The last photo is from the Nokia 7710. As some remember, Nokia scrapped its plans to commercially introduce its predecessor the 7700, but at the end of 2004 some pictures sufficed and shortly after the 7710 got official FCC approval in the US. Dimension wise, it is slightly larger then the P910 and weights 6.7 oz (189 grams). It runs Series 90 UI over Symbian 7 operating system and has 80 MB of embedded memory, MMC memory expansion slot, Bluetooth and EDGE. The main reason we were shown the device it to demonstrate DVB-H technology. DVB-H or Digital Video Broadcast Handheld is terrestrial digital video broadcasting, which uses IP data packets to deliver the content. It, on the other hand, does not utilize a particular carrier's data services to deliver the content. The DVB-H solution we were shown was using Crown Castle's technology and spectrum (1670 Mhz). Currently the company runs a test site in Pittsburgh, PA and broadcasts about 16 different channels. By the end of the year Crown Castle is expected to expand with trial network to include New York Manhattan. About the picture quality even though it is supposed to be 30 fps streaming, I would say it more looked like 15 fps video. Keep in mind that those are engineering tests and by the time this technology is brought to the main public it will be most likely improved a lot.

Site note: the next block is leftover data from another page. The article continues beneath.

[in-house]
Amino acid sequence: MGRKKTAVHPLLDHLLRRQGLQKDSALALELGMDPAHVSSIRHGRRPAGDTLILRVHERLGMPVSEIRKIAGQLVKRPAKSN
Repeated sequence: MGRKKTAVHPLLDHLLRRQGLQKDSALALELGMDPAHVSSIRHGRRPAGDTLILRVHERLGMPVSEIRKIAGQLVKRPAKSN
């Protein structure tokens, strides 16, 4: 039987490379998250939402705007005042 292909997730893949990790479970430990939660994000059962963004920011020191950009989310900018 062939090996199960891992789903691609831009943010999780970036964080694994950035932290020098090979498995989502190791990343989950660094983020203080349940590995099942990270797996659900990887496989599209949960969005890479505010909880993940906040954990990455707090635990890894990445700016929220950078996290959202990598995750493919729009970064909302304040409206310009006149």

The 7710 device does not have a native DVB-H support, so Nokia used a back cover called Nokia Streamer SU-22 which has the DVB-H antenna and allows about three hours of continuous A/V streaming time with a 1500 mAh battery. Nokia is expected to bring a Series 60 device with embedded DVB-H support sometime in 2006.
Below are pictures of the latest Bluetooth headsets from Nokia.
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